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Intermittent fasting is a great way to increase focus, mental clarity and lose weight

By Kristy Koehler, March 12 2019 —

With a plethora of fad diets out there, it can be hard to separate fact from fiction. There are plenty of articles claiming that you can ‘lose 20 pounds in 20 days’ or ‘detox your liver’ by eating this magic veggie or that magic fruit. I’ll tell you about the only eating method that has ever worked for me — intermittent fasting.

Fasting — the act of abstaining from eating — has long been used for spiritual renewal and religious observance. Now, it’s been adapted by fitness and weight-loss devotees to improve health and simplify your lifestyle. Most fasting that’s done for diet and fitness purposes is intermittent fasting — that is, alternating intervals of eating with periods of abstention.

Proponents of intermittent fasting suggest that our hunter-gatherer ancestors lived this way and, as a result, it is a more natural way for human beings to eat. I love intermittent fasting because it’s less of a diet and more of a lifestyle choice. I lead an extremely busy life. Thinking about cooking or preparing three meals each days sends me into a panic — who has time for that? With intermittent fasting, I need to think about one meal period each day. Instead of spending my time worried about what I’m going to eat, I can worry about homework, spend time with friends or engage in other productive activities.

There are plenty of variations on intermittent fasting, some more extreme than others, and many are combined with the paleo or keto diets or celebrity fitness-trainer styled diets. These are needlessly complicated and gimmicky but there are two easy methods of intermittent fasting you can try if you’d like to give it a go.


This method involves eating normally for five days of the week and abstaining from food for the other two. Some folks who adopt the 5:2 method choose to eat a small 500–600 calorie meal on their fasting days and some abstain altogether. Some adherents to the 5:2 method fast for two consecutive days while others break them up between eating days.

Those who want to take 5:2 a step further can also practise alternate-day fasting, which is exactly what it sounds like — eating every other day.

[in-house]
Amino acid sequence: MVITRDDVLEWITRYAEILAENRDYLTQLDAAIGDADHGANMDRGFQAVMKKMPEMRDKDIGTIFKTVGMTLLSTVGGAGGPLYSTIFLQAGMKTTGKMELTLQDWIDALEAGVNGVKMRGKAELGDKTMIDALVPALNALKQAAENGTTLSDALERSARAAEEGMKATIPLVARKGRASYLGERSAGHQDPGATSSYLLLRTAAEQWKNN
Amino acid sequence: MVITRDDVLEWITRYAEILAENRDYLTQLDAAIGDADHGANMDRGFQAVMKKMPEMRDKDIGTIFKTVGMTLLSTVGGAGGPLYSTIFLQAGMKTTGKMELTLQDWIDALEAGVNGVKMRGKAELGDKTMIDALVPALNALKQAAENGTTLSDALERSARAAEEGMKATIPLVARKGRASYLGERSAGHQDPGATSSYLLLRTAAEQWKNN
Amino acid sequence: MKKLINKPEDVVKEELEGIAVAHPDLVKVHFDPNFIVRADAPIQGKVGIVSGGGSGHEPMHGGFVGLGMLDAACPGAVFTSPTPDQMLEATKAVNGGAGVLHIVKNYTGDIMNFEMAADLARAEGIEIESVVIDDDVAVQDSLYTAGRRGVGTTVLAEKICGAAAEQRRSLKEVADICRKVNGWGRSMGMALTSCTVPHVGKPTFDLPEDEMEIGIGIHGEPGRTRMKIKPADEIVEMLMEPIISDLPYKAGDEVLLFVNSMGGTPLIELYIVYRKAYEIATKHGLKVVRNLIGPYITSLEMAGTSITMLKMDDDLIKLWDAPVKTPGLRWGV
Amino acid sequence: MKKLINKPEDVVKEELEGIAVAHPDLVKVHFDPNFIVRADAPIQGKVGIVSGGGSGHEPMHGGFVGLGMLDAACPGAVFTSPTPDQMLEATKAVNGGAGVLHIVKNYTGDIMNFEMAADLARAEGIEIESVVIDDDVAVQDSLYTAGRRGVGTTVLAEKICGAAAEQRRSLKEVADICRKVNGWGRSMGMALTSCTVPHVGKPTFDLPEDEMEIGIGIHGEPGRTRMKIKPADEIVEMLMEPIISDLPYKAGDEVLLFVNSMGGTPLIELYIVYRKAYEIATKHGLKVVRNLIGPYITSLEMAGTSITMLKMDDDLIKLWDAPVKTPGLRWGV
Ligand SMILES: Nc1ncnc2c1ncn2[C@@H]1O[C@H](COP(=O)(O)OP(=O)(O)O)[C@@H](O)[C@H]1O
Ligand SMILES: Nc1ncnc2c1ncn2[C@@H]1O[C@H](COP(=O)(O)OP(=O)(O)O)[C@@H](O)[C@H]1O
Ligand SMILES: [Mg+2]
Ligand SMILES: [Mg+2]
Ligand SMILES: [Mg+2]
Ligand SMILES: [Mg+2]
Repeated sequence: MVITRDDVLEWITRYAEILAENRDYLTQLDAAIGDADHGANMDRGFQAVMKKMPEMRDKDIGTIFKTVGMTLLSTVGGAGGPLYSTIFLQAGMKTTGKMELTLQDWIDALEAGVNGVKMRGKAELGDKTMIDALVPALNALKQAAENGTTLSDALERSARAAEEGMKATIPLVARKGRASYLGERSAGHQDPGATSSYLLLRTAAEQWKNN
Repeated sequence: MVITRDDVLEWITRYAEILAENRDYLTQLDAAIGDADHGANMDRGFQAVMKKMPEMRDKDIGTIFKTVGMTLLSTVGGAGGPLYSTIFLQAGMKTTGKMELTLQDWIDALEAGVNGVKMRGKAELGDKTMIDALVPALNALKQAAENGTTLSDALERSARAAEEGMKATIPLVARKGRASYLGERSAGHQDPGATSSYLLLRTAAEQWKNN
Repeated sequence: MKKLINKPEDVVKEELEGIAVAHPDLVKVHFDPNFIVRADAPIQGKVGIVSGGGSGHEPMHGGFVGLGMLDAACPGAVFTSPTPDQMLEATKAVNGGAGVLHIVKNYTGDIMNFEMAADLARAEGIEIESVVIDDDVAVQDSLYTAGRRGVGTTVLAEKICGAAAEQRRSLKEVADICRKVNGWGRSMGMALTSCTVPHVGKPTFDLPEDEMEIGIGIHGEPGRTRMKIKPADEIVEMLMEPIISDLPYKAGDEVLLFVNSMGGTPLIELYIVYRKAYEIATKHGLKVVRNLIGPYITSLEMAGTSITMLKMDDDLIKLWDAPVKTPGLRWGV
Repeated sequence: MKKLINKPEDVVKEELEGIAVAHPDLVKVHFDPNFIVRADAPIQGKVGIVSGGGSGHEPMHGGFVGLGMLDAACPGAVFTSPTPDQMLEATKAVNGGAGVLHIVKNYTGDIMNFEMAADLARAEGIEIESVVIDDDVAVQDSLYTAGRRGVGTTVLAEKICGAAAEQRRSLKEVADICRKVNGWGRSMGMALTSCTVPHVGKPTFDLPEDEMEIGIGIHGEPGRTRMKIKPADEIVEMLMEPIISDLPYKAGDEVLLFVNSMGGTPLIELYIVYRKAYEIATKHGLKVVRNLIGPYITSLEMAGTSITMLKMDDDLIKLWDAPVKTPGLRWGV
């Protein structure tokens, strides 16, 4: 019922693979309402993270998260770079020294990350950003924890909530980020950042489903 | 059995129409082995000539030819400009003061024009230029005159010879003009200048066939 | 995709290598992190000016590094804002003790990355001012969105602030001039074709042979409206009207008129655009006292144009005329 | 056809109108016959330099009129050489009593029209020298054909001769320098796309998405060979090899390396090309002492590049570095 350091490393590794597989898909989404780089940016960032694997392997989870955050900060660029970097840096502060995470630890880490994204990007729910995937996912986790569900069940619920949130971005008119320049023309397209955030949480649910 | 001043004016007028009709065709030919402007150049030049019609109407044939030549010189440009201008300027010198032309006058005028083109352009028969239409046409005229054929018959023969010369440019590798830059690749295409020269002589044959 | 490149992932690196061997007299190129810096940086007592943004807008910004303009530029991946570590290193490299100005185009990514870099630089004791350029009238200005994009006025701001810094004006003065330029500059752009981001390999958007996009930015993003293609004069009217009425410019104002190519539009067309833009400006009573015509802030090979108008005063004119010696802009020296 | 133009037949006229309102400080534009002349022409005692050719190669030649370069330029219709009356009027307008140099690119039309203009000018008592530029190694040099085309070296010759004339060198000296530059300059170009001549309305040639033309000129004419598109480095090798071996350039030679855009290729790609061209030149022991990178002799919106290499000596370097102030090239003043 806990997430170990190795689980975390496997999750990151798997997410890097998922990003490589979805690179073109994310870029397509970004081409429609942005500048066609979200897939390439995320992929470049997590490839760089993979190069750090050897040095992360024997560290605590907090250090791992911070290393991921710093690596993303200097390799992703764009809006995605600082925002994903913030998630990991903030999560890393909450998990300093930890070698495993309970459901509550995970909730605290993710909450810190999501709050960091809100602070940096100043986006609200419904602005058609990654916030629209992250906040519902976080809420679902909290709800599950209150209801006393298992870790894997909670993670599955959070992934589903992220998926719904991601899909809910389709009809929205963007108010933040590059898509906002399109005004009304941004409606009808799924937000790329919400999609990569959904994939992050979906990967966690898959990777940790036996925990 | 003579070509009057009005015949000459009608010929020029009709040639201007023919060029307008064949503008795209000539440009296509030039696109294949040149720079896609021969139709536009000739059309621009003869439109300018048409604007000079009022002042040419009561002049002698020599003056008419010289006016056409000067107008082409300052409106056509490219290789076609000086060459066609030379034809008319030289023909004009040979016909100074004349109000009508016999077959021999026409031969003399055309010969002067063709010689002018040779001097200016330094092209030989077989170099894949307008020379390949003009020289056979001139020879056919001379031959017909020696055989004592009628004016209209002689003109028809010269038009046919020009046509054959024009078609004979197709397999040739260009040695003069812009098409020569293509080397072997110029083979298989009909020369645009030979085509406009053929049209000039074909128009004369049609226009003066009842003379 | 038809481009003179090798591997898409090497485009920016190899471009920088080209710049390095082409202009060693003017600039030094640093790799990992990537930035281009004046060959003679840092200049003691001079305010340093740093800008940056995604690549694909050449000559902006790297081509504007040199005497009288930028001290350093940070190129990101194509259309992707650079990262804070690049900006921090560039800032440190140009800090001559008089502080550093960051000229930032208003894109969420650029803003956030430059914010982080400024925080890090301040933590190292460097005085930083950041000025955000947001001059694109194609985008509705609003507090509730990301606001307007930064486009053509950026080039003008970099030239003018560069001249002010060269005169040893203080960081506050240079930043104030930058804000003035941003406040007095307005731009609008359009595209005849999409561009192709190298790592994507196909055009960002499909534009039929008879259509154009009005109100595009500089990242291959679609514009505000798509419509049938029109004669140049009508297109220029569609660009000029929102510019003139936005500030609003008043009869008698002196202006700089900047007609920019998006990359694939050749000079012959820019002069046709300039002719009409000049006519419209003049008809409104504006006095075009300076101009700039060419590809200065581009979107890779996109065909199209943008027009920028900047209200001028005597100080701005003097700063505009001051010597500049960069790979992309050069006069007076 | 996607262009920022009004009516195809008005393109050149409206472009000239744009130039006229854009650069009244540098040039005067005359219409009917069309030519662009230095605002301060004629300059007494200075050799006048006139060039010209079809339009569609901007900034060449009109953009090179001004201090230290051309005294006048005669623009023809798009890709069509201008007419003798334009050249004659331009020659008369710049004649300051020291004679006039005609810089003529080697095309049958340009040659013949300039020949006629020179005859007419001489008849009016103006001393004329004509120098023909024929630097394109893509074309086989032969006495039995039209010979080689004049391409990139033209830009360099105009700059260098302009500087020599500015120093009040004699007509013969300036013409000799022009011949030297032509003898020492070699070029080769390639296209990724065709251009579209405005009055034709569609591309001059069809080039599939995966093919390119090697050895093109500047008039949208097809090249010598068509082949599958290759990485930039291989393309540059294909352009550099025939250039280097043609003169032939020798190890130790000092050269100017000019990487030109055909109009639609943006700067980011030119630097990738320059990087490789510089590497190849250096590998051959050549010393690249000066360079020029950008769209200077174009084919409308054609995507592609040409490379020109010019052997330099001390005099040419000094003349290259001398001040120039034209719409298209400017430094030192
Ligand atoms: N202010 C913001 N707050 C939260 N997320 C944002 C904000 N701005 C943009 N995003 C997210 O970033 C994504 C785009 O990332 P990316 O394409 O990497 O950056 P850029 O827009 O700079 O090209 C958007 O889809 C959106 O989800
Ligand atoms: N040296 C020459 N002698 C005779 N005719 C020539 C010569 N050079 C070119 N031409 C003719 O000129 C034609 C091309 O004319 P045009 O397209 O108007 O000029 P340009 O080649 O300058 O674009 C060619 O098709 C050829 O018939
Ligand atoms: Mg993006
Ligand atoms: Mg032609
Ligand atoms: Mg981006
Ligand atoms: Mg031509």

This method involves eating for eight hours and fasting for 16. Many folks who follow this method do not restrict what they eat during their eight-hour feeding window. This is one of the easier methods to follow as part of the 16 food-free hours can take place while you sleep. For example, if you stop eating at 8 p.m., then go to bed at 10 p.m., you’d only be restricting your food intake until noon the next day when you could enjoy a hearty lunch.

Alternatively, you can change up the time-frame to suit your lifestyle and goals. An extreme version of this is the warrior fast, where folks don’t eat all day but have one huge meal at in the evening — more of a 22/2 method than a 16/8.

Proponents of fasting believe that the practice lowers insulin levels and increases levels of human growth hormone, which helps increase fast loss and muscle gain. Adherents also suggest it increases metabolic rates and causes less muscle loss than traditional diets.

Intermittent fasting has provided me with mental clarity, better focus and a stronger, healthier body. As part of my daily routine, I follow the 16/8 method. However, if I’m trying to lose weight, I personally combine the 5:2 method with the 16/8 method.

Remember, if you’re fasting for health or weight-loss, it’s still important to drink water during times of abstention from food. It’s also important to discuss any new diet plans with your doctor, especially if you have a history of health issues.

Not all methods of eating work for all bodies. Some folks feel better eating five or six smaller meals each day. Other folks enjoy the three-square-a-day routine. The most important part of any eating plan is to find something that incorporates easily with your lifestyle, offers a balance of nutrients and makes you feel good.

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